Soundbites: The Week in Audio - 06.10.17← Back
The future of UK radio looks set to be digital.
Matt Hancock, the UK’s Minister of State for Digital, called for shifts in radio production to make all new devices digital by default.
The Minister spoke at the Drive to Digital event where 250 industry executives including audio and radio manufacturers were present.
Read about what Mr Hancock had to say here.
From Magic to Smooth, Gary Vincent will be hosting the nation’s evenings on Smooth Radio.
The long-serving Magic presenter has been hired by Global, taking over from Chris Skinner.
Read more about Gary’s move to Smooth here.
This week we see the second departure from Bauer Network as co-host Emma Jones is set to leave Viking FM’s Breakfast show. Emma is joining Signal 1 to co-present alongside current host John Fox.
Emma said: “Having grown up listening to Signal breakfast, I can’t believe I’m going to work at the station that’s been part of my life for so many years. I can’t wait to get on-air with Foxy and start chatting with listeners in Staffordshire and Cheshire.”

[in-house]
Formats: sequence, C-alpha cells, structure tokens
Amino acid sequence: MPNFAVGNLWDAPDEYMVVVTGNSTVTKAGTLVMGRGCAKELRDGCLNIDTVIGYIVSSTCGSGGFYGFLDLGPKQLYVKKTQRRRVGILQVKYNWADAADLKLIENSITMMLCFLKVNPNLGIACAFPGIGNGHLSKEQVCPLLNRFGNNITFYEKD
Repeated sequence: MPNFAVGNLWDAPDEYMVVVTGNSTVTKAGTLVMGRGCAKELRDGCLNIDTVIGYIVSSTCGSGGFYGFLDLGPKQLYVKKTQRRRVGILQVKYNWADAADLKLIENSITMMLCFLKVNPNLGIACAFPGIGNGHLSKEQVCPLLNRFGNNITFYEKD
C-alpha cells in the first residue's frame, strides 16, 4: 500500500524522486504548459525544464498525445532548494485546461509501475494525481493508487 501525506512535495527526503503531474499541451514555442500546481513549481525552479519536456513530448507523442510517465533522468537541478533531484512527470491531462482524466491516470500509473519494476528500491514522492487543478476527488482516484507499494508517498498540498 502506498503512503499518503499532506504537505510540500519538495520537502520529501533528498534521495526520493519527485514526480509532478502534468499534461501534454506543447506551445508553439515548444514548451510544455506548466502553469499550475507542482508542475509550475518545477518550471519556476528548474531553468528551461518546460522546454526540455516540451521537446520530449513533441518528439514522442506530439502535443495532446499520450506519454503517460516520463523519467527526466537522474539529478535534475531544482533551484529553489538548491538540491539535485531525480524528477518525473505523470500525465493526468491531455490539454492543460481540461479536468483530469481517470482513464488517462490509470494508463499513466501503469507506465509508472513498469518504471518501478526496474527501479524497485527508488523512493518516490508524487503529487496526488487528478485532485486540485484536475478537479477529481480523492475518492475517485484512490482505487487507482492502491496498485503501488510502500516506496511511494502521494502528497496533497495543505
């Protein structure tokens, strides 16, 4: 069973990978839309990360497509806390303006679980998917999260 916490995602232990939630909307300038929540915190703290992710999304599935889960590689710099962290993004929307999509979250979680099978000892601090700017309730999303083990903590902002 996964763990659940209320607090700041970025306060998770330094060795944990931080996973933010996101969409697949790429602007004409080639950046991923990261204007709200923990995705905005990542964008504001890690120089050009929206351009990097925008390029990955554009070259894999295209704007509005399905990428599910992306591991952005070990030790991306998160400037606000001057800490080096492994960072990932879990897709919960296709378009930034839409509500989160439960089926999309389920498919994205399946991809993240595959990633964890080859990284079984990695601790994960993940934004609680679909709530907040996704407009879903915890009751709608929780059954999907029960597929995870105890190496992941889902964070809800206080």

Read more on Emma’s new show here.
This week, Ofcom received two declarations of intent to apply for the local FM commercial radio licence for Ipswich.
Celador Radio, who are the current licence holders, are facing competition from neighbouring DAB stations, MuxCo Suffolk.
A spokesperson for MuxCo has stated: “MuxCo Suffolk’s a big believer in local radio – whether that’s analogue or digital. With the recent changes to Town 102, there’s now no local commercial radio based in Ipswich, so we think there’s a great opportunity to create a brilliant station for the area that will be broadcast on FM and DAB Digital Radio.”
Read more on battle of Ipswich here.
Podcast of the Week:
After a year-long break, Radiolab’s “More Perfect” is back for a second season and seriously deserves a listen.
The podcast is about Supreme Court cases, both past and future. The highest court in America may not be the first thing people think of when looking for a new podcast, but the podcast’s structure allows it to be many things at once and never fails to be interesting.
The series varies between episodes describing past cases and their impact today, and upcoming cases before the court. The first three episodes of season two are indicative of this structure. Episodes 1 and 2 focus on what happens when the Supreme Court fails to uphold the Constitution, specifically in the cases of Japanese internment during World War II and the Dred Scott decision of the 1850s.
Click here to listen.
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